On the heels of the l'affaire Rhoades the nonprofit mounts a search to replace its longtime leader when she steps down next year

November 12, 2012 — 9:45 PM UTC by Lisa Shidler

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The National Association of Personal Financial Advisors’ longtime CEO and executive director Ellen Turf will be leaving the organization on Aug. 31, — appropriately or ironically — due to a life-plan made in conjunction with her family’s financial planner.

Turf, 60, who has led NAPFA for nearly 14 years, and has been with NAPFA for 21 years, announced her intent to leave in a letter to NAPFA leaders in early October. She didn’t want to formally announce the plans until NAPFA completed one of its conferences that ended last week.

“We just had our Baltimore conference and in typical 'Ellen’ fashion she didn’t want to take away from the Baltimore conference and chose to make her announcement afterward,” says NAPFA chairwoman Lauren Locker. Locker was appointed after Ron Rhoades’ controversial abdication of the CEO spot in August. See: Ron Rhoades: Staying on at NAPFA would have given ammunition to RIA industry foes.

Job too well done?

Ironically, Turf’s decision to leave next year is part of a life plan she and her husband established with their financial planner. She plans to enjoy time with her husband, travel and spend time with grandchildren.

“We’re cheering her on,” Locker says. “This is her decision. We as an organization are very proud that she’s been able to do this. We wish all of our clients could do this,” Locker says.

Next stop, knitting

Turf says she’s not sure if she’ll retire or step into another type of career such as teaching or perhaps even take some classes herself. But she felt that it was the time to step away. She wants the opportunity to spend more time with her three grandchildren, travel and work on her knitting. She feels fortunate that she’s in the financial position where where she can leave the organization and retire if she chooses to do so.

“I want to step back and look at the landscape and see what I want to do for the rest of my life. Do I want to be retired or do I want to get another job?” she says. “I’m not sure exactly what I want to do and I won’t be able to make plans until I’m done with this.”

Turf says she didn’t feel worn out at NAPFA but instead feels that she’s taken the organization as far as she can. “This little organization has matured and I do feel like I’ve done everything I could do. NAPFA has been wonderful to me, but I’m ready to move on,” she says.

When asked about her legacy with the organization, Turf says she feels she’s been flexible and also stayed at the forefront helping to build the organization’s membership. The membership has grown from about 600 members when she took the helm to nearly 2,500 members.

“I think I’ve been at the cutting edge of all sorts of different things we’ve done in the organization,” she says. “I feel I’ve been able to put my fingerprint on a lot of things. It’s been a great run.”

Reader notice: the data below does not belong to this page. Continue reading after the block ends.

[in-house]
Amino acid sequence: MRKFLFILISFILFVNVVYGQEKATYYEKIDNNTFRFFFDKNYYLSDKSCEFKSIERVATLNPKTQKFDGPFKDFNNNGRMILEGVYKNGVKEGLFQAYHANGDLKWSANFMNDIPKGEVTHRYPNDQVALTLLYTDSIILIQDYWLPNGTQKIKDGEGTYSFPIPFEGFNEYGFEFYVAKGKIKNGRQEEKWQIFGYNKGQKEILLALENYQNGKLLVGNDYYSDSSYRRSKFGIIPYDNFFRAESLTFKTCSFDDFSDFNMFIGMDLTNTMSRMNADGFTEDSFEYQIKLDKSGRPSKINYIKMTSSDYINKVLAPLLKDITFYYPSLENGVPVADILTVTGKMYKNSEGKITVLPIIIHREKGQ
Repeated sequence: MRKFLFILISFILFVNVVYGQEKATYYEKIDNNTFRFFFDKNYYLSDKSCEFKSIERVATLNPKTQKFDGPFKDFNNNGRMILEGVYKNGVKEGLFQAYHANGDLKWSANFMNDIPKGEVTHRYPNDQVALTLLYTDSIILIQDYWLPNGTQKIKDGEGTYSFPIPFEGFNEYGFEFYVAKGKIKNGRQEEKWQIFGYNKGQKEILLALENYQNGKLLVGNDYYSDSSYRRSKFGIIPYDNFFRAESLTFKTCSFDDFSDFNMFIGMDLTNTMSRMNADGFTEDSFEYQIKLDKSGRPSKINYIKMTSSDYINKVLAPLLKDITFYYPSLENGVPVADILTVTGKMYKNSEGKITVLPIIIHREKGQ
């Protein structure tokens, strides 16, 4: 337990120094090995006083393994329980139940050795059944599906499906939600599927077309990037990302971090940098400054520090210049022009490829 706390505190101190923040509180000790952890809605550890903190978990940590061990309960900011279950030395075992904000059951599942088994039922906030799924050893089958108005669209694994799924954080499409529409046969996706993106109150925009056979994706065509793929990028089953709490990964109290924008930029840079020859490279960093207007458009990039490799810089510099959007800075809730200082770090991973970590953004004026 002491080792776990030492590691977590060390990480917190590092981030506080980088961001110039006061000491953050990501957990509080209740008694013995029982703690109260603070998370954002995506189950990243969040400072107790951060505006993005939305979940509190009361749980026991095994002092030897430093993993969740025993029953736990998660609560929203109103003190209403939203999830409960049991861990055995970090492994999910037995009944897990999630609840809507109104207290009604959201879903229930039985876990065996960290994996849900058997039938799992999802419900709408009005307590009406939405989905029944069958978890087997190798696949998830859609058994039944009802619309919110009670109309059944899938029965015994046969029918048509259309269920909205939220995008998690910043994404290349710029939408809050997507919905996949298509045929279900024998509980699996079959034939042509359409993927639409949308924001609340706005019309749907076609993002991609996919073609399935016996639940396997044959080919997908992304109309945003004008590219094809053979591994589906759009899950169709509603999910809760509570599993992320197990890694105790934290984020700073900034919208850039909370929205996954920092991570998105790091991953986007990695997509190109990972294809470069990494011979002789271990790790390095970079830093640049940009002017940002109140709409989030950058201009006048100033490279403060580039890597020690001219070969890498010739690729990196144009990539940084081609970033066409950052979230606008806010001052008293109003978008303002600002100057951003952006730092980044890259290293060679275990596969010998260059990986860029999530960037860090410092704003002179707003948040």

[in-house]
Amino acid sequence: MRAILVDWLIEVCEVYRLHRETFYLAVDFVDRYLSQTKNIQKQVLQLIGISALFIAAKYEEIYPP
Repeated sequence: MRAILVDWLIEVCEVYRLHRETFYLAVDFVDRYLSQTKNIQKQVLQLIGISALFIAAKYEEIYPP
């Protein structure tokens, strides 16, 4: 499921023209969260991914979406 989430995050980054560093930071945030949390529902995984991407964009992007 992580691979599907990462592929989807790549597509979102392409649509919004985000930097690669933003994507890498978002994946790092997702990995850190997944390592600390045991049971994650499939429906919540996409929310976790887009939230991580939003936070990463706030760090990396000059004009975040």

Regardless, Turf says it’ll be tough to leavve. “I want them to find someone who can really take this organization to the next level,” she says. There’s so much going on in the industry that I’m kind of sad I won’t be here to get involved.”

Search begins

Turf’s contract expires in October 2013 and Locker says the organization would have readily extended the contract if Turf wanted to remain on board.

Lauren Locker: In n typical 'Ellen' fashion she didn't want to take away from the Baltimore conference.
Lauren Locker: In n typical 'Ellen’
fashion she didn’t want to take
away from the Baltimore conference.

Already, Locker says, the nonprofit organization has crafted a job description and intends to hire a consulting and business executive search firm to help them conduct a thorough search. NAPFA leadership has also established a search committee and is hopeful to have someone in place before Turf leaves.

What they’re looking for

Locker says the group wants a leader who will be able to meet with constituent groups and stay abreast of key legislative issues that are important to NAPFA.

“It needs to be someone who is very nimble in accessing and capitalizing on opportunities coming up. We have a lot of fiduciary and regulatory issues that the person needs to stay abreast of,” Locker says. “The new person has to be able to react quickly and wisely and that’s the key. It’s very interesting times.” See: NAPFA conference hits hopeful note as members look to the future.

Brooke’s Note: Ellen, you’ll be missed.

Mentioned in this article:

National Association of Personal Finance Advisors
Top Executive: Ellen Turf

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Amelia said:

February 1, 2013 — 1:17 AM UTC

Sorry to see Ellen go. Good luck in the future.

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